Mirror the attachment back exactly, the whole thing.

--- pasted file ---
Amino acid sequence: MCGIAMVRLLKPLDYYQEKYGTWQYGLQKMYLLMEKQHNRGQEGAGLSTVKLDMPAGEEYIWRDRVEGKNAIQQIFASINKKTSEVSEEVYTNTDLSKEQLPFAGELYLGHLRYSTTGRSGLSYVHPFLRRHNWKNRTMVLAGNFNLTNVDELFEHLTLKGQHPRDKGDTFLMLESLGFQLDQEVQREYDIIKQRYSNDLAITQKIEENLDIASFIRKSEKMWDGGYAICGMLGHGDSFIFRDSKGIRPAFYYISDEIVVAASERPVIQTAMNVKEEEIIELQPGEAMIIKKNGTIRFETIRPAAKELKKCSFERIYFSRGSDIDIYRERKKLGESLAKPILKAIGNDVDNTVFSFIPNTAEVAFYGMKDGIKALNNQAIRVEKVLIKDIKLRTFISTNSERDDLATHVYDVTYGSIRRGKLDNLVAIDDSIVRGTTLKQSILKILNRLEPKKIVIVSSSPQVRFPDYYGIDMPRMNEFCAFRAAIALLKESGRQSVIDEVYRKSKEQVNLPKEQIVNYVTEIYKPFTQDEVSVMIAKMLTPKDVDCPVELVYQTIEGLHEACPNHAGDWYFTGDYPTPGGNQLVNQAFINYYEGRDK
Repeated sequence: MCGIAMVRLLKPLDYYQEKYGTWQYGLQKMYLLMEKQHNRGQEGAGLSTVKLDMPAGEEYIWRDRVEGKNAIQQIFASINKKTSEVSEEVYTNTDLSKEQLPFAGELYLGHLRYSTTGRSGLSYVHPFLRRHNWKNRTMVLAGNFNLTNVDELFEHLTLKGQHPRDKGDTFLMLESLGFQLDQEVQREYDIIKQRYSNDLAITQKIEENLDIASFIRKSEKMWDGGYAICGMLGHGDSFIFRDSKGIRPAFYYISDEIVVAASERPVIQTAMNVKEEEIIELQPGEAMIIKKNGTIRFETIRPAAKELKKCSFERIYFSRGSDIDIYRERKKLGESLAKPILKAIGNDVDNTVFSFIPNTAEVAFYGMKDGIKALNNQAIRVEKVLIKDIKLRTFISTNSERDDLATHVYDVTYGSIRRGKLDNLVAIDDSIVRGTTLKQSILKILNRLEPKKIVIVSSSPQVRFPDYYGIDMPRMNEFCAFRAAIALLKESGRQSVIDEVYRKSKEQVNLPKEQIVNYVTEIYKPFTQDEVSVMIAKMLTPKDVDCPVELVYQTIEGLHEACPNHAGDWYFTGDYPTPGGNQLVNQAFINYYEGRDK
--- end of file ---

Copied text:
Amino acid sequence: MCGIAMVRLLKPLDYYQEKYGTWQYGLQKMYLLMEKQHNRGQEGAGLSTVKLDMPAGEEYIWRDRVEGKNAIQQIFASINKKTSEVSEEVYTNTDLSKEQLPFAGELYLGHLRYSTTGRSGLSYVHPFLRRHNWKNRTMVLAGNFNLTNVDELFEHLTLKGQHPRDKGDTFLMLESLGFQLDQEVQREYDIIKQRYSNDLAITQKIEENLDIASFIRKSEKMWDGGYAICGMLGHGDSFIFRDSKGIRPAFYYISDEIVVAASERPVIQTAMNVKEEEIIELQPGEAMIIKKNGTIRFETIRPAAKELKKCSFERIYFSRGSDIDIYRERKKLGESLAKPILKAIGNDVDNTVFSFIPNTAEVAFYGMKDGIKALNNQAIRVEKVLIKDIKLRTFISTNSERDDLATHVYDVTYGSIRRGKLDNLVAIDDSIVRGTTLKQSILKILNRLEPKKIVIVSSSPQVRFPDYYGIDMPRMNEFCAFRAAIALLKESGRQSVIDEVYRKSKEQVNLPKEQIVNYVTEIYKPFTQDEVSVMIAKMLTPKDVDCPVELVYQTIEGLHEACPNHAGDWYFTGDYPTPGGNQLVNQAFINYYEGRDK
Repeated sequence: MCGIAMVRLLKPLDYYQEKYGTWQYGLQKMYLLMEKQHNRGQEGAGLSTVKLDMPAGEEYIWRDRVEGKNAIQQIFASINKKTSEVSEEVYTNTDLSKEQLPFAGELYLGHLRYSTTGRSGLSYVHPFLRRHNWKNRTMVLAGNFNLTNVDELFEHLTLKGQHPRDKGDTFLMLESLGFQLDQEVQREYDIIKQRYSNDLAITQKIEENLDIASFIRKSEKMWDGGYAICGMLGHGDSFIFRDSKGIRPAFYYISDEIVVAASERPVIQTAMNVKEEEIIELQPGEAMIIKKNGTIRFETIRPAAKELKKCSFERIYFSRGSDIDIYRERKKLGESLAKPILKAIGNDVDNTVFSFIPNTAEVAFYGMKDGIKALNNQAIRVEKVLIKDIKLRTFISTNSERDDLATHVYDVTYGSIRRGKLDNLVAIDDSIVRGTTLKQSILKILNRLEPKKIVIVSSSPQVRFPDYYGIDMPRMNEFCAFRAAIALLKESGRQSVIDEVYRKSKEQVNLPKEQIVNYVTEIYKPFTQDEVSVMIAKMLTPKDVDCPVELVYQTIEGLHEACPNHAGDWYFTGDYPTPGGNQLVNQAFINYYEGRDK